Utagawa Yoshitora

Utagawa Yoshitora (歌川芳虎), an ukiyo-e artist active towards the end of the 19th century, was born in Edo (modern Tokyo). The exact dates of his birth and death are unknown.
Yoshitora was a pupil of Utagawa Kuniyoshi (歌川国芳), but due to artistic and personal differences—including an incident where he was imprisoned for fifty days for producing a satirical print about Tokugawa Ieyasu (徳川家康)—he left his mentor and adopted the artist name Mosai.
During the Edo period, particularly after the Treaty of Kanagawa in 1854, Japan began to open its ports to foreign trade, culminating with the opening of the port of Yokohama in 1859. This event sparked great curiosity about Westerners, who became the primary subjects of the Yokohama-e (横浜絵) prints, a genre in which Yoshitora excelled. These works often depicted foreigners in unusual clothing and engaging in strange occupations, revealing Japan's initial impressions of Westerners.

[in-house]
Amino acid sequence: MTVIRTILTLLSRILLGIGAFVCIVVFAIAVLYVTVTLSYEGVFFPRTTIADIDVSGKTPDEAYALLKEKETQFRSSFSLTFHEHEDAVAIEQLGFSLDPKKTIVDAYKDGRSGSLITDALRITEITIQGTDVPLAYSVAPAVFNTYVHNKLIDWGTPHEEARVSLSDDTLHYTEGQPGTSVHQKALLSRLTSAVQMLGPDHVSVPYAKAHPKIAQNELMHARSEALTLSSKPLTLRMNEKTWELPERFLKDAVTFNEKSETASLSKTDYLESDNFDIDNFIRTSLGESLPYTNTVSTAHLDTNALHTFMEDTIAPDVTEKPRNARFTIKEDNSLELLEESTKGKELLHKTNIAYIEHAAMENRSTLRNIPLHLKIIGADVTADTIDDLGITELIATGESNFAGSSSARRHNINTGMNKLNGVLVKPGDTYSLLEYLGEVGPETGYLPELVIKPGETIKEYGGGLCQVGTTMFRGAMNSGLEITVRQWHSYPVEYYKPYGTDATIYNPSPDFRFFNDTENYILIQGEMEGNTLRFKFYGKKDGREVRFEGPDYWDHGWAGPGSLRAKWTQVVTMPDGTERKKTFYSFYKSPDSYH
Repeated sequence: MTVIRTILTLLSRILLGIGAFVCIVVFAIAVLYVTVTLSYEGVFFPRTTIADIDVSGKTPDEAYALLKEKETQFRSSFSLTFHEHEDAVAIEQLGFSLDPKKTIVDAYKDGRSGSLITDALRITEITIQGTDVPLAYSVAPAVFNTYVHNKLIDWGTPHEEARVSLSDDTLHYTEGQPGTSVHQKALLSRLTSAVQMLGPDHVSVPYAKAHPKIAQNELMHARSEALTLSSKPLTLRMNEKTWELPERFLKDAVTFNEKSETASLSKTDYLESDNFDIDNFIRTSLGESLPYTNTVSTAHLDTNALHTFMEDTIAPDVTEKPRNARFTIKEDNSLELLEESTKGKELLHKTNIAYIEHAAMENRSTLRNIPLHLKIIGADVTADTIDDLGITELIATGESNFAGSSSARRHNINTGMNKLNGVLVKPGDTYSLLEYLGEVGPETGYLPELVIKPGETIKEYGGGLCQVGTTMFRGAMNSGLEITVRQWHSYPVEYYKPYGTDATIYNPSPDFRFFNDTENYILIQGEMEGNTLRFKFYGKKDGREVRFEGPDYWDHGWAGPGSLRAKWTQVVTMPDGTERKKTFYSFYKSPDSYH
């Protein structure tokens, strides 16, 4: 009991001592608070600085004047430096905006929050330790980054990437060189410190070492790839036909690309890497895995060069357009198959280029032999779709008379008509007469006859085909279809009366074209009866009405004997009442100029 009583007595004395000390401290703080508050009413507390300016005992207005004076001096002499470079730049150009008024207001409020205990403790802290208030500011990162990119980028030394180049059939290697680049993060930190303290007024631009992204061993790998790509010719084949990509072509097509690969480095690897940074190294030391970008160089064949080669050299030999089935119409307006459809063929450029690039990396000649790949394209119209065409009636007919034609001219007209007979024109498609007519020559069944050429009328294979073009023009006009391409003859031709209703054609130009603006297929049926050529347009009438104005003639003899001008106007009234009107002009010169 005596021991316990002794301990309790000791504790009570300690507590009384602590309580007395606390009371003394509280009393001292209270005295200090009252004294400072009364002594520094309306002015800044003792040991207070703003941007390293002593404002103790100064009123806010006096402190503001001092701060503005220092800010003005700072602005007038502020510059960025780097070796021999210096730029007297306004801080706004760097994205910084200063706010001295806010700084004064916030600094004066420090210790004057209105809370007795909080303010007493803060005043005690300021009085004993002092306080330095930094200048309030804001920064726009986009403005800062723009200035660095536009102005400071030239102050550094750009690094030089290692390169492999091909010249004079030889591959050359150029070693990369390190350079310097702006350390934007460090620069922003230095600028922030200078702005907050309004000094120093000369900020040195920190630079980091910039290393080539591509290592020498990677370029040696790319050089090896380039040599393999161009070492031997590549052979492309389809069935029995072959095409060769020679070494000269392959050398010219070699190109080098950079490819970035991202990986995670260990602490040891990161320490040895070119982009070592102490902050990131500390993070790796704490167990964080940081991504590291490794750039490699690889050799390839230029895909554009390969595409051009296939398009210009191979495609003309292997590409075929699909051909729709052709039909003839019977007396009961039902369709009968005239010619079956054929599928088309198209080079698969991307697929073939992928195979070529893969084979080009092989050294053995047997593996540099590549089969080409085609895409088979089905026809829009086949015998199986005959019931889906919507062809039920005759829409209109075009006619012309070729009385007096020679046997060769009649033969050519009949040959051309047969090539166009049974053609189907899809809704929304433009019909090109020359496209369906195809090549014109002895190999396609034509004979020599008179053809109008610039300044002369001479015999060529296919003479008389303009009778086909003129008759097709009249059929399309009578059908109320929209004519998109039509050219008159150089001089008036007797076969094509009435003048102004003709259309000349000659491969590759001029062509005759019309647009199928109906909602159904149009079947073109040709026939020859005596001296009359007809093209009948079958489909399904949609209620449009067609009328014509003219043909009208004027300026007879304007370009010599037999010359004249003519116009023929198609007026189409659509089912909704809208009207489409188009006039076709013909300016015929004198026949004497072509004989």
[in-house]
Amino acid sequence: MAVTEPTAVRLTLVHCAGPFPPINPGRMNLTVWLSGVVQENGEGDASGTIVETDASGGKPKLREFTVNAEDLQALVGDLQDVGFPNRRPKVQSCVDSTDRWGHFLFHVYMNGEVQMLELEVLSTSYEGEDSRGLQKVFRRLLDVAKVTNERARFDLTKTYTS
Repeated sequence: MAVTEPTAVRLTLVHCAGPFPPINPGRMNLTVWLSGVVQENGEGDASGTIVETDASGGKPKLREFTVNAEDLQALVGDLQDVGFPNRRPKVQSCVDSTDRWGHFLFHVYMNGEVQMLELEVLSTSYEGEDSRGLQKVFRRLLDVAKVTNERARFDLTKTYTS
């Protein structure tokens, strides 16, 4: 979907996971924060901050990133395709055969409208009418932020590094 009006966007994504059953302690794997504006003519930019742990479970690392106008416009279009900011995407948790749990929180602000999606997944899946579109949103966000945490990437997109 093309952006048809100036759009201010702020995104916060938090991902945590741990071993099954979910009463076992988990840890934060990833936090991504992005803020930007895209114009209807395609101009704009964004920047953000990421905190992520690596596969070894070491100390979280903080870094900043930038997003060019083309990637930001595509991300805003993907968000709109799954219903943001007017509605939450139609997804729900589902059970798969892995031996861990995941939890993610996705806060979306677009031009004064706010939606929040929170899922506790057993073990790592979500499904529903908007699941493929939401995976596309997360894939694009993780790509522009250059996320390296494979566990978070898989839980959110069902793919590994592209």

In addition to Yokohama-e, Yoshitora produced prints of warriors, kabuki actors, beautiful women, and cityscapes, sometimes drawing inspiration from Western engravings for depictions of foreign scenes. His work remains a valuable document of the era, showing how Japan perceived the outside world during the cultural opening of the Meiji period, which began in 1868.
Yoshitora also worked as an illustrator for newly founded newspapers during the Meiji era. Today, his works are part of celebrated collections such as those at the British Museum, the Philadelphia Museum of Art, and the Metropolitan Museum of Art.